Written by Micah Xu, Converge multimedia journalism intern and Junior at Gwinnett School of Math, Science & Technology (GSMST)
Meet Dr. Stamm, a teacher working at the Gwinnett School of Mathematics, Science, and Technology (GSMST), and a woman who focuses on teaching students the value of teamwork in the classroom. Dr. Stamm drew her inspiration to be a teacher from her mother, who ironically enough did not want to be a teacher. She says that seeing her mother work so hard originally dissuaded her from the prospect of being a teacher, but seeing the influence that her mother and the influence her own teachers had over the lives and future of her students changed that rapidly for her.
Dr. Stamm wanted to have an impact on the lives of her students, because, as she puts it: “I want to make a difference in other kids’ lives.” This has influenced her teaching style considerably throughout the thirteen years she has been teaching. She was also inspired in her early college years because she watched new freshmen that just came out of high school be entirely unprepared for college. She did not like how little the new students knew about what they wanted to do in life, so she decided to become personally involved with the process and became a high school teacher.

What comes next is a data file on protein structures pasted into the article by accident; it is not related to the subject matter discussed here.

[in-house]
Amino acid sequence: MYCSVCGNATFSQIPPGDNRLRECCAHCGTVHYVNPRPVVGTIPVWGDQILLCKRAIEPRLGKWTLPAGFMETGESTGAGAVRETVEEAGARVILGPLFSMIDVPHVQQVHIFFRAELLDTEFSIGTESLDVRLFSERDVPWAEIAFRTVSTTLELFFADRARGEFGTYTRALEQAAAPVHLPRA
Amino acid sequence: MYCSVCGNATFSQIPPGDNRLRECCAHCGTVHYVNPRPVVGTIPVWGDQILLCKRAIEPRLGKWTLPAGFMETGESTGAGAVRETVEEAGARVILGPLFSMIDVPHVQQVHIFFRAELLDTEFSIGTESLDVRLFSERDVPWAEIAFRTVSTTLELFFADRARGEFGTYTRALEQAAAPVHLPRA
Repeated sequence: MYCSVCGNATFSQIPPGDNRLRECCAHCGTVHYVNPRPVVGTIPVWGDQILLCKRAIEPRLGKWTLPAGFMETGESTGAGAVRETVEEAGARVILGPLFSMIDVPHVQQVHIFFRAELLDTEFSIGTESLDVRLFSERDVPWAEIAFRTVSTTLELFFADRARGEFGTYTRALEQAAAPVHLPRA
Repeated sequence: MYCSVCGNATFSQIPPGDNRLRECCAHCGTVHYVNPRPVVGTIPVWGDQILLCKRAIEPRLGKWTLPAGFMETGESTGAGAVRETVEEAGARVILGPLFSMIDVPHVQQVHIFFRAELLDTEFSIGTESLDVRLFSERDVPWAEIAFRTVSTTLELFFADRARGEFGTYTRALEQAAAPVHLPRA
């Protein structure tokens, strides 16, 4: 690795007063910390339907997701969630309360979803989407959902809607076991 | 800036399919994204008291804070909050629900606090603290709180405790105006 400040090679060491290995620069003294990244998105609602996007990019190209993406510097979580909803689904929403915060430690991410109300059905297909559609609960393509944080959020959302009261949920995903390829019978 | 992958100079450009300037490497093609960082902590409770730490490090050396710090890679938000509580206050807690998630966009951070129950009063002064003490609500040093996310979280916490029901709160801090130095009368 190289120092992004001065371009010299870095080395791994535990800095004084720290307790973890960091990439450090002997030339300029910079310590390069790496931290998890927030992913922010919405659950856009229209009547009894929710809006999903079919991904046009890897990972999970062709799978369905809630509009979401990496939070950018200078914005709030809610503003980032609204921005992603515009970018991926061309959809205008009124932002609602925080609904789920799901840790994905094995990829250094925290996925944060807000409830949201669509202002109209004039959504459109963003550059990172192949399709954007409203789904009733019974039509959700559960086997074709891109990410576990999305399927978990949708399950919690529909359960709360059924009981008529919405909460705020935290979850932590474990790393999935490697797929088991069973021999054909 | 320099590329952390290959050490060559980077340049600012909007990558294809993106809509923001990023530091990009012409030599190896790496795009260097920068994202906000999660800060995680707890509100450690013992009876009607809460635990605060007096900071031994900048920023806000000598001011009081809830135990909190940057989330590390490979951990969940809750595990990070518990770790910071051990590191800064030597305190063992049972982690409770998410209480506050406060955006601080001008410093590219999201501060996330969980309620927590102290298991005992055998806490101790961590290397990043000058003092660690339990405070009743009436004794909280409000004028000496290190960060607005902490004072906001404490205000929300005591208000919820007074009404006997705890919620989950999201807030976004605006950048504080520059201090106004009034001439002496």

Dr. Stamm teaches engineering, nanotechnology and a course in alternative energy, but she wants to teach the students more than that. Dr. Stamm wants her classroom to “feel like a safe space to take risks”, because risks and mistakes are the foundation of what makes successful people. She describes her teaching style as “Controlled Chaos,” which she says naturally leads to more cooperation and coordination in the classroom.
When a teacher allows the students to take control of their own learning and development, the students tend to cooperate with each other more, since talking, for the most part, is allowed outside of lectures and tests. In her mind, Dr. Stamm “provides the tools to help the students learn,” which essentially has her playing more as an overseer than a controller in the classroom most of the time.
Dr. Stamm says that she wants the classroom to feel comfortable, and having the chance to facilitate that relationship forming makes teaching – despite its trials – worth it for her. She has seen, over the course of her teaching years, the difference she has made on her students, and she is proud to be a teacher in the GSMST family.